Overcoming the false beliefs underlying a negative worldview
You can’t directly change your worldview, but you can seek out new experiences that create the conditions for change. “Implicit Relational Trust” is a good place to start…
by Todd W. Hall, PhD • Rosemead School of Psychology
Recently I worked with a team that had a particularly insecure leader. As I observed him in action, and talked to co-workers, it quickly became apparent that he lacked self-awareness. When he spoke to his team, people cringed at his not-so-subtle attempts at self-promotion. He was constantly trying to prove his success to others. But he had no idea people were experiencing him this way. He micro-managed people, blew up at employees over seemingly minor things, and generally created conflict wherever he went.
This leader exhibited many of the beliefs of a negative or insecure worldview. These beliefs are important because the most ineffective, “self-focused” leaders habitually demonstrated these beliefs in a recent large-scale study and book called Return on Character by Fred Kiel.
BELIEFS UNDERLYING NEGATIVITY
This negative worldview includes 11 beliefs that are rooted in emotional insecurity. The key underlying beliefs of this worldview can be grouped into three categories: self, others, and goals.
False Views of Self
– It’s not important to understand what drives me.
– Personal meaning is derived from proving my success to others.
False Views of Others
– People are generally untrustworthy, so you should closely monitor them and not show kindness.
– Creating conflict helps you get at the truth of a situation.
False Views of Goals
– It’s better to focus on the short-term than the long-term.
– It’s better to avoid change unless I am in control of it.
Implicit Relational Knowledge
These beliefs are rooted in a lack of basic trust, lack of self-awareness, and lack of a positive sense of self-worth, which lead a person to constantly seek approval through achievements (an understandable coping strategy that doesn’t work in the long run). They are deep-seated beliefs that represent what psychologists call “implicit relational knowledge.” This is a form of experiential knowledge about how relationships work that is stored in a gut level form of memory called implicit memory.
BELIEFS UNDERLYING POSITIVITY
The beliefs of a positive worldview are also deep-seated, but of a different order. The key beliefs of this worldview in the same three categories include the following:
Healthy View of Self
– Personal meaning is derived from growing and stretching my natural talents.
Healthy View of Others
– People are generally trustworthy.
– All people deserve the same respect, regardless of job status.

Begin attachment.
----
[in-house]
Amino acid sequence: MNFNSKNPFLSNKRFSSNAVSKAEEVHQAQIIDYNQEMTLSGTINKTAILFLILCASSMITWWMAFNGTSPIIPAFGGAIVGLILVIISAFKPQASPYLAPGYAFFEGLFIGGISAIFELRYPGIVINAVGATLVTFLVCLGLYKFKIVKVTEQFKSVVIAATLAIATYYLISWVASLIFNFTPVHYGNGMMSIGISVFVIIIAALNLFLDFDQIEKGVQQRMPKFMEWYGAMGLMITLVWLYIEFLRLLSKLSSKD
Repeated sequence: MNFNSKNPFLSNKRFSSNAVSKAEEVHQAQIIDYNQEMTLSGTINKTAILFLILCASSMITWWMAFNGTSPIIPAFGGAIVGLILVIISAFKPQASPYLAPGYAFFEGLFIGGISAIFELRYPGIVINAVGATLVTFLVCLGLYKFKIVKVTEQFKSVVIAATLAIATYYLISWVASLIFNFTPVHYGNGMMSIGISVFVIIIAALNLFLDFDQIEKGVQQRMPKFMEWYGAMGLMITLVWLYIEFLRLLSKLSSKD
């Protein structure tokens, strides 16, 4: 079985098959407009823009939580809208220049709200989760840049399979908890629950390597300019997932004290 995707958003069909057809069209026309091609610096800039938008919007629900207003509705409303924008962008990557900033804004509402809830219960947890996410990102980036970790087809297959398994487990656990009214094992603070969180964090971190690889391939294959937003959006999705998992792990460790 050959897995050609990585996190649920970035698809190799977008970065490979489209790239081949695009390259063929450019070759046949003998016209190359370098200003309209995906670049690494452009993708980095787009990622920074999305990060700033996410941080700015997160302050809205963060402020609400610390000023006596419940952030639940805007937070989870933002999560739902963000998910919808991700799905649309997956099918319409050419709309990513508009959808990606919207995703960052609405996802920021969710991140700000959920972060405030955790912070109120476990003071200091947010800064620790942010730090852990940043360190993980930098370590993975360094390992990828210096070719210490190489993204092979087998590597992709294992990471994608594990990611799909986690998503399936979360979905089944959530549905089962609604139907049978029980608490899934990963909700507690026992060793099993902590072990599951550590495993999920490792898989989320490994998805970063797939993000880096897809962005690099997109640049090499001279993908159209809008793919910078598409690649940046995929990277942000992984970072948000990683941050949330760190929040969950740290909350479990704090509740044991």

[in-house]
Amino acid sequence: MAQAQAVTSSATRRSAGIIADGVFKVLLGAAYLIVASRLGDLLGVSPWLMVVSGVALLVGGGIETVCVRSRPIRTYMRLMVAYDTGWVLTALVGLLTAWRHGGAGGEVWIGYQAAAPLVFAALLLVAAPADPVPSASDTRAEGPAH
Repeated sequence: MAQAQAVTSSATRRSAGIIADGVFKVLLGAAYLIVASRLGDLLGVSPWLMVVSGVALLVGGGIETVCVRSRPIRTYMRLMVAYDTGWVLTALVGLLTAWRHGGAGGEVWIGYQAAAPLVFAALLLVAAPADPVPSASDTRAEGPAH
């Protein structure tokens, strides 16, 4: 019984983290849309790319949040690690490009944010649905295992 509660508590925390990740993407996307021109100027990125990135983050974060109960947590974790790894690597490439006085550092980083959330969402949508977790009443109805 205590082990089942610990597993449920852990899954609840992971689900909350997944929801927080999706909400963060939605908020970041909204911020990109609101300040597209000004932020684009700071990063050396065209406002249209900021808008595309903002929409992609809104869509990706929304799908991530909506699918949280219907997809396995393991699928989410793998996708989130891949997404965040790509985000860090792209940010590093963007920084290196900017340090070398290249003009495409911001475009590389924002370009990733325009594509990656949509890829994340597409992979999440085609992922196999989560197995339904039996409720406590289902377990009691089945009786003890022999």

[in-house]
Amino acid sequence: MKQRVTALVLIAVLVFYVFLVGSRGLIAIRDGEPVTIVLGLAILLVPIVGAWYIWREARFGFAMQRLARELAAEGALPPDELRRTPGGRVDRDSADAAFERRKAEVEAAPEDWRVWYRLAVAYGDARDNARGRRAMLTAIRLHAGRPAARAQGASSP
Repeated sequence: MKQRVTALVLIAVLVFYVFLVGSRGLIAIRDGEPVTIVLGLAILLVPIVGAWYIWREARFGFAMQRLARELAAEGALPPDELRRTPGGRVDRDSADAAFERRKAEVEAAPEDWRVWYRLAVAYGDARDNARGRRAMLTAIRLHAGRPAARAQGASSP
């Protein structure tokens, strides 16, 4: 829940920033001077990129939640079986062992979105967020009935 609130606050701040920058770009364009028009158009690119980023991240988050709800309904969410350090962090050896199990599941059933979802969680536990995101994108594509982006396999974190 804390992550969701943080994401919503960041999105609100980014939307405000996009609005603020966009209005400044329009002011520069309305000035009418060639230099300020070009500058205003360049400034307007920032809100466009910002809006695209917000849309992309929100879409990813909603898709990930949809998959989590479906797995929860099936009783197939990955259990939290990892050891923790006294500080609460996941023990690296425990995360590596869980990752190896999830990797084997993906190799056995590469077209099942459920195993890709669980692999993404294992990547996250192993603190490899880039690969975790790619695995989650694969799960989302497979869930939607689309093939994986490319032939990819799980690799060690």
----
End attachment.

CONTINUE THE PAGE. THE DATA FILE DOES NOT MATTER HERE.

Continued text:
– Most people grow and change throughout their adult life (similar to what Carol Dweck calls a “growth mindset”).
– Everyone has core strengths that should be engaged.
– The best managers have good relationship skills.
Healthy View of Goals
– All businesses share a responsibility to contribute to the common good.
– Leaders generally desire to leave the world a better place.
Here is how Kiel summarizes:
“While many seem to associate a negative and pessimistic attitude regarding human nature, personal purpose, and organizational life with the savviness of success, that idea couldn’t be more wrong. The Virtuoso leaders in our study clearly illustrate that the most successful leaders focus on what’s right about the world around them.” (p. 72).
Negative or Positive? Which Worldview Do You Hold?
So, do you hold a positive or negative worldview? It’s probably not an either-or, but reflecting on the various beliefs in each worldview can help you determine where your strengths and growth areas are in terms of your core beliefs. And it turns out that your worldview, consisting of deep beliefs, shapes and drives your relationships and behavior, and ultimately your impact, whether through informal influence, or a formal leadership position.
FOUR WAYS TO FOSTER A POSITIVE LEADERSHIP WORLDVIEW
Here are four ways to foster a positive leadership worldview.
- Become Aware of Your Filters and Develop New Lenses for Noticing the Positive.
The first thing you need to understand is that you don’t rationally choose these beliefs. As I mentioned above, they are implicit, meaning they develop and operate outside your conscious awareness. You can, however, proactively do things to change them and develop a more positive worldview. It starts with becoming aware that you have filters and then noticing them in action.
Notice that a lot of these beliefs Kiel uncovered are about people and how relationships work. Our relational filters are formed in early relationships with attachment figures and called “internal working models” in attachment theory.
Trust is the Key Relational Filter
The key relational filter here has to do with trust. If you find yourself habitually not trusting others at work in particular ways, it’s likely that important people in your life have not been trustworthy in these ways…
Todd W. Hall, PhD is Professor of Psychology, Director of the Institute for Research on Psychology and Spirituality, and Editor of the Journal of Psychology and Theology, at Rosemead School of Psychology, Biola University, in the Los Angeles area. He holds a Ph.D. in clinical psychology from Biola University, and a doctoral specialization in measurement and psychometrics from UCLA. Using his expertise in clinical psychology, spirituality, leadership, and organizational development, Dr. Hall helps leaders and organizations maximize their potential and effectiveness.